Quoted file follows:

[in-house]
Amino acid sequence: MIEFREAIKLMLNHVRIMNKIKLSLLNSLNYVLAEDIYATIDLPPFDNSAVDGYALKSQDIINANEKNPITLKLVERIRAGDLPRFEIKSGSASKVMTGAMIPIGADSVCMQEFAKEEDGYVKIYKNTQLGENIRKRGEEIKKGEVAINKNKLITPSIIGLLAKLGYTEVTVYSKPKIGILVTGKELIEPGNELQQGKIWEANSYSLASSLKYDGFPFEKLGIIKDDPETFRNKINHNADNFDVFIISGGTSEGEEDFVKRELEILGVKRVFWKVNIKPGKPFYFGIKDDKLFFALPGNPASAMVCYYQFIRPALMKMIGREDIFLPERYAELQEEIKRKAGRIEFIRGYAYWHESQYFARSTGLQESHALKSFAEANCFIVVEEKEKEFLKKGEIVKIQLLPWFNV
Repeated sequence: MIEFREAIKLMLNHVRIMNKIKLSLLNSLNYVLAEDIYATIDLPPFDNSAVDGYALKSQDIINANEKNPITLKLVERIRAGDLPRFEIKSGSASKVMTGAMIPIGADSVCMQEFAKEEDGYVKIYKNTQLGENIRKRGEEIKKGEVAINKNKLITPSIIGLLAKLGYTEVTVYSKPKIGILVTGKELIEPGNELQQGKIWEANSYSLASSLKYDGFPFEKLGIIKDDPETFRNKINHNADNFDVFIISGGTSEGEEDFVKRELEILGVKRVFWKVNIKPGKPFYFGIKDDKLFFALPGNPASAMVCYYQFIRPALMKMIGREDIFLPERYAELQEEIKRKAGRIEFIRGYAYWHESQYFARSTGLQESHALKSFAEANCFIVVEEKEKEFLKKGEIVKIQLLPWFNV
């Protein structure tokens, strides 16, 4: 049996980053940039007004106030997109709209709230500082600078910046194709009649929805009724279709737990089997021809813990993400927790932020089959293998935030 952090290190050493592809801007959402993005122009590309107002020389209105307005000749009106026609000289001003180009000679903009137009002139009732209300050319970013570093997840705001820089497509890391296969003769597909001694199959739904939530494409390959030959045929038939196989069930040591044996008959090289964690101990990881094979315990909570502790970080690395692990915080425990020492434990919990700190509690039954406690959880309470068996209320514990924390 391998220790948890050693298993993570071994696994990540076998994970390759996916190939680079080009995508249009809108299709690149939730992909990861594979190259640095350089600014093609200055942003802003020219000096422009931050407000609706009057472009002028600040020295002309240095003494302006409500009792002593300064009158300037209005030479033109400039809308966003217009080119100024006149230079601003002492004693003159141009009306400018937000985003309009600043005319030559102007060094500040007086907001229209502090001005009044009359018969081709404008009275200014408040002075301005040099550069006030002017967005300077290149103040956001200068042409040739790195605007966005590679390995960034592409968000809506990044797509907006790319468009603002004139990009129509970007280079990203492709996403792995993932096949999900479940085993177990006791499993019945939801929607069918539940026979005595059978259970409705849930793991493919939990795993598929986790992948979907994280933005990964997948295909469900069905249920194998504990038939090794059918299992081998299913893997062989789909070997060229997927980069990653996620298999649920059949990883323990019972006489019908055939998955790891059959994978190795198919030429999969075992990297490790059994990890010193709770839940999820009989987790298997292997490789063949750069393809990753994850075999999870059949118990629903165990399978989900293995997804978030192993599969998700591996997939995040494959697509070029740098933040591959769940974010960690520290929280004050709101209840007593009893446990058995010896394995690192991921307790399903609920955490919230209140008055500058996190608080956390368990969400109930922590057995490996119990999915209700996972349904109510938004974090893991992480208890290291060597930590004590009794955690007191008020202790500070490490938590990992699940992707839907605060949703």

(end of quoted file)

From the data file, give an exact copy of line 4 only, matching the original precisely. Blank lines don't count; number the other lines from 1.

């Protein structure tokens, strides 16, 4: 049996980053940039007004106030997109709209709230500082600078910046194709009649929805009724279709737990089997021809813990993400927790932020089959293998935030 952090290190050493592809801007959402993005122009590309107002020389209105307005000749009106026609000289001003180009000679903009137009002139009732209300050319970013570093997840705001820089497509890391296969003769597909001694199959739904939530494409390959030959045929038939196989069930040591044996008959090289964690101990990881094979315990909570502790970080690395692990915080425990020492434990919990700190509690039954406690959880309470068996209320514990924390 391998220790948890050693298993993570071994696994990540076998994970390759996916190939680079080009995508249009809108299709690149939730992909990861594979190259640095350089600014093609200055942003802003020219000096422009931050407000609706009057472009002028600040020295002309240095003494302006409500009792002593300064009158300037209005030479033109400039809308966003217009080119100024006149230079601003002492004693003159141009009306400018937000985003309009600043005319030559102007060094500040007086907001229209502090001005009044009359018969081709404008009275200014408040002075301005040099550069006030002017967005300077290149103040956001200068042409040739790195605007966005590679390995960034592409968000809506990044797509907006790319468009603002004139990009129509970007280079990203492709996403792995993932096949999900479940085993177990006791499993019945939801929607069918539940026979005595059978259970409705849930793991493919939990795993598929986790992948979907994280933005990964997948295909469900069905249920194998504990038939090794059918299992081998299913893997062989789909070997060229997927980069990653996620298999649920059949990883323990019972006489019908055939998955790891059959994978190795198919030429999969075992990297490790059994990890010193709770839940999820009989987790298997292997490789063949750069393809990753994850075999999870059949118990629903165990399978989900293995997804978030192993599969998700591996997939995040494959697509070029740098933040591959769940974010960690520290929280004050709101209840007593009893446990058995010896394995690192991921307790399903609920955490919230209140008055500058996190608080956390368990969400109930922590057995490996119990999915209700996972349904109510938004974090893991992480208890290291060597930590004590009794955690007191008020202790500070490490938590990992699940992707839907605060949703």